Actually, the trend of global temperatures in the last 5 years is toward cooling. The author's first statement in this sentence is false. And while global warming is attributed to human impacts on the atmosphere by some environmentalists, the scientific community has formed no consensus on the issue, and most recently, the most widely stated opinion is that man's impact on climate change is unknown. The author is 0 for 2 in a single sentence.
Third sentence: "The global temperature for meteorological winter -- December, January and February -- averaged 54.38 degrees Fahrenheit, 0.58 degrees warmer than normal for the last century, the National Oceanic and Atmospheric Administration reported."
So we've established the winter of 2007 was the 16th warmest since 1880. Now, the AP writer is acknowledging the actual magnitude of the higher than normal temperature. A whopping .58 degrees Fahrenheit. Without any context, it is impossible for the reader to determine if that is a significant amount or not. So let's add some context. In 2006, the global winter temperature was 1.5 degrees higher than normal. Or almost 300% greater than this year's difference. And as the NOAA points out, 2007 was the smallest amount above normal since 2001 and below the average since the late 1980's. Perhaps that is why they put more emphasis on its comparison to the last decade rather than the last century.
But while were on the topic, is 100 years enough to establish a significant change in global climate patterns? Is 1880 the best we can do with regard to tracking global temperatures? Our friends at JunkScience.com have a whole series of climate data stretching back thousands of years. Obviously, such data would precede any form of industrial pollution sufficient to impact the climate in the way global warming advocates claim we are today. Their conclusion...global temperatures have risen and fallen for eons, with or without the input of man. And the current trend of rising temperatures can actually trace its origins to early 16th Century which marked the end of a period of global cooling significant enough to be considered a "mini ice age". So while our AP writer chooses to emphasize a .58 degree temperature rise over a 100 year average, in the context of global climate history, .58 degrees would not even register.
Fourth sentence: "While it was warmer than normal, the just completed winter was the coolest since 2000-2001, which climate experts attributed to the presence of moderate-to-strong La Nina, or cooling of the tropical Pacific Ocean, which can affect conditions around the world."
Hmmm, apparently, this coldest winter in years is caused by a natural cycle of ocean currents. If a "moderate-to-strong" shift in naturally occurring environmental cycles is enough to produce a 300% difference in global temperature differences in the space of a single year, how much impact on the environment does decades worth of man made CO2 really have on climate change? CO2 emissions have been progressively increasing. But global temperatures are trending cooler. This would indicate the author's assumption that "human induced impacts" are the primary cause of global warming is as inaccurate as his statement that such an assumption is generally believed. If a "moderate-to-strong" shift in the currents of the Pacific Ocean can drive us to have the coldest winter this decade (this century even), exactly how much relative impact does our ever increasing CO2 emissions have on world temperatures. Apparently not much.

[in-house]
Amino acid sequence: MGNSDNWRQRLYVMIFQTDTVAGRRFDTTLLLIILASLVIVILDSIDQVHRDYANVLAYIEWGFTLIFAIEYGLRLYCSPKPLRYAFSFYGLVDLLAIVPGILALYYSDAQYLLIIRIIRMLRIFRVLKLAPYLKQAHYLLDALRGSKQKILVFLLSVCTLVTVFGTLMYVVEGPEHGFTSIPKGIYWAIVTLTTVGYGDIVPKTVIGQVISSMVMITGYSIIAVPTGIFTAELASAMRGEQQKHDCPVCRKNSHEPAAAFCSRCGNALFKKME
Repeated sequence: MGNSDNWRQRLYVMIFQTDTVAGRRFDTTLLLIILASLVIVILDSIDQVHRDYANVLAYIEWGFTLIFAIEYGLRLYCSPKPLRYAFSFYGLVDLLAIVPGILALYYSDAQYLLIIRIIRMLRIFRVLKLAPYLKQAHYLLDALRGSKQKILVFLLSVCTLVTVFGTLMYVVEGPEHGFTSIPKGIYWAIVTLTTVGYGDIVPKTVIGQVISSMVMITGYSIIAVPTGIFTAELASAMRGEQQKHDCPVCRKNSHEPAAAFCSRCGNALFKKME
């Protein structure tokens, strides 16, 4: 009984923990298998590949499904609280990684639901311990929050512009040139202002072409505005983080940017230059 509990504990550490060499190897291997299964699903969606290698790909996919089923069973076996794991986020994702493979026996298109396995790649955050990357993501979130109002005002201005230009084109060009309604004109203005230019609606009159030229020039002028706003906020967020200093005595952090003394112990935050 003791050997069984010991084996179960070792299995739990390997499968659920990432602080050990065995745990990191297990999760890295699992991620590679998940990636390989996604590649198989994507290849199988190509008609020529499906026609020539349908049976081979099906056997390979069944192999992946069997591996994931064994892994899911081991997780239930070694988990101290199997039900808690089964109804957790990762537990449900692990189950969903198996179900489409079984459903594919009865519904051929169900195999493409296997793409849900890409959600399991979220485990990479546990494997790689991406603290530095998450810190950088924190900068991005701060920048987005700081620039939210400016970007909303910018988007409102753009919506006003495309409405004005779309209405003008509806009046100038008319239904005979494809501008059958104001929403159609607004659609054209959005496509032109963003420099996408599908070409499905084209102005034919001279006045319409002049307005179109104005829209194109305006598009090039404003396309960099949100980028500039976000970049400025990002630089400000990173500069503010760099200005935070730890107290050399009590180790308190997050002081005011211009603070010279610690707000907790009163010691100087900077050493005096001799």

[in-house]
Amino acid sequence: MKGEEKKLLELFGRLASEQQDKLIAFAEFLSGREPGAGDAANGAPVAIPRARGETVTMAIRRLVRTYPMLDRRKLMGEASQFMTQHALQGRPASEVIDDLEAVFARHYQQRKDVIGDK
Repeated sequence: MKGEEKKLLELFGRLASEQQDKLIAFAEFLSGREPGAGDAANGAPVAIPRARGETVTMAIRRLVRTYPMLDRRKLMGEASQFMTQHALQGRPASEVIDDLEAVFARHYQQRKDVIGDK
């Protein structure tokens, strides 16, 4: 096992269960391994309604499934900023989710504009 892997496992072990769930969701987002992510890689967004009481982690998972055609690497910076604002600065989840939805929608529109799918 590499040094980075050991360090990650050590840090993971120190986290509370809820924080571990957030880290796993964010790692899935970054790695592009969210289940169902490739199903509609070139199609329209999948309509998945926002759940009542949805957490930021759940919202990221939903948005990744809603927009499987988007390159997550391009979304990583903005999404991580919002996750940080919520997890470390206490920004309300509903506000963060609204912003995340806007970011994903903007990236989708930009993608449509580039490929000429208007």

Fifth sentence: "For the United States, this winter's average temperature was 33.2 degrees, 0.2 degrees above the 20th century average."
Since the United States is most frequently blamed for having the largest impact on global warming, one would think our impact would be reflected in our own temperatures. But despite supposedly existing in the center of a global meltdown, we've only managed to warm our own winter by .2 degrees over the 20th century average. .2 degrees? This chart provided in the NOAA report puts that number in context:
Note the overwhelming trend in that chart. By far, the most noticeable trend in the last one hundred years of American winter temperatures is a consistent pattern of changing temperatures. That chart looks like an EKG. As recently as 2000 we experienced a winter 2 degrees colder than average. This year, we were almost exactly average, and the trend line is very clearly headed toward the historic norm. Yet, the title of this AP article is "Winter Has Been Warmer Than Average". Based on the above chart, is that the first conclusion you would reach on examination of the data?
I'll end this here as I think the point has been made. Think back to your initial conclusions after reading the article and determine if they have changed after looking more closely at the actual data. On the surface, this article seems to provide more evidence that our world is getting warmer. The title tells us so, and the very broad and unsupported statements that open this article provide meaningless sound bites to perpetuate that idea. The agenda of the author is clear. And a vast majority of Americans who read this piece will accept its premise without question. That is a lazy, and dangerous practice. Until average Americans are willing to question what they are fed by our media, this country will slip further down the pathway carved out by its liberal media.
The solution toward reversing that process starts on websites like this by people like us. Expose the media for what it is. Take a few minutes to question the legitimacy of the conclusions you are fed by our media. Respond publicly. Let's stop the attack against this country and our way of life by the excessively influential mainstream media. Our future depends on it.